German scientists claim that the woman from the famous Da Vinci painting does not follow the viewer. Although some paintings do show this effect.
“Portrait of Mrs. Lisa del Giocondo,” better known as Mona Lisa – one of the most mysterious paintings in the world. Many of those who saw her live say that the portrait is watching the observer. This strange optical illusion has been called the “Mona Lisa effect.” Many scientists tried to understand what caused this phenomenon.
German researchers have studied the portrait thoroughly, and came to a strange conclusion: Mona Lisa does not show the “Mona Lisa effect.”
Although the phenomenon itself, of course, exists. But in order for it to really manifest, the person depicted in the picture must look either straight ahead or at a very small angle – no more than 5 degrees. Mona Lisa’s eyes are inclined to the side by 14.5 degrees. This is three times more than the zone in which the illusion manifests itself.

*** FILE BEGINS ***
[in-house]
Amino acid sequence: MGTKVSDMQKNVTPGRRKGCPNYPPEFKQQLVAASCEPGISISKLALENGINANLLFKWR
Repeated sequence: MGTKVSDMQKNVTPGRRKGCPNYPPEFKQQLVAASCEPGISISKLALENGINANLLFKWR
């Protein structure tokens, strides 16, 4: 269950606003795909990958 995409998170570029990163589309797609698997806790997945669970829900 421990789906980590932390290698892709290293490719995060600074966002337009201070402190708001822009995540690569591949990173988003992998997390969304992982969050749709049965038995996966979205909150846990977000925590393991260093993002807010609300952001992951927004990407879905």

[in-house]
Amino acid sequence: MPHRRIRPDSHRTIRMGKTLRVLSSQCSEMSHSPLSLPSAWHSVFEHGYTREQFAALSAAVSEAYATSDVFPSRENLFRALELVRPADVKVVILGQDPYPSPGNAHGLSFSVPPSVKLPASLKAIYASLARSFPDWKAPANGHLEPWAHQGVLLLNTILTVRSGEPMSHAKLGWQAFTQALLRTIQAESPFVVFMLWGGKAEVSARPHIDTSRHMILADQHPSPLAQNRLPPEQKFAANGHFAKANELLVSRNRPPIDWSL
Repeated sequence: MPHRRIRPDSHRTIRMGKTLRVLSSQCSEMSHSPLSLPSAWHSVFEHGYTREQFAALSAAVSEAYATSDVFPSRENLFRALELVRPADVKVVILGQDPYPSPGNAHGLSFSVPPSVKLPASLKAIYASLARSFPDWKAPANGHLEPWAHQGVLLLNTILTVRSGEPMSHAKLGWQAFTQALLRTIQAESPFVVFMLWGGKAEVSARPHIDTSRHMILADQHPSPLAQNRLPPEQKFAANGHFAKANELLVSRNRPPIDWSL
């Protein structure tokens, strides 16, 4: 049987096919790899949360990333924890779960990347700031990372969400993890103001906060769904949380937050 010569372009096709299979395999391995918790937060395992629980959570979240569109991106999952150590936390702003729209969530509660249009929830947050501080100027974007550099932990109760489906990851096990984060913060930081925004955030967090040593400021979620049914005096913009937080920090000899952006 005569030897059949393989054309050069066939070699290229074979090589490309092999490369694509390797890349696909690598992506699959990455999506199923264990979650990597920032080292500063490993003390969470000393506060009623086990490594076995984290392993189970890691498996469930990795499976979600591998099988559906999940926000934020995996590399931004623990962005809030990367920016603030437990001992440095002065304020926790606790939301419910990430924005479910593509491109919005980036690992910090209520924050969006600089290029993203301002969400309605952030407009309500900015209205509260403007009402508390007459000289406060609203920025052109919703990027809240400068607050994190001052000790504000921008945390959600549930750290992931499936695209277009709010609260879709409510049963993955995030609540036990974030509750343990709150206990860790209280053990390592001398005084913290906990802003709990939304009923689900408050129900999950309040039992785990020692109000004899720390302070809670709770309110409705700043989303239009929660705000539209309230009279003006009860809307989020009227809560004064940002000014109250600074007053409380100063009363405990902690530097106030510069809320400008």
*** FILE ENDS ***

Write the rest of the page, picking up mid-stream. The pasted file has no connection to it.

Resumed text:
To test this, scientists conducted a study with 2,000 volunteers. In two series of experiments before the observers put the ruler at different distances from the picture. The subjects were asked to determine where the woman was looking at the portrait, and most of them claimed that the eyes of Mona Lisa were directed past them, somewhere to the right.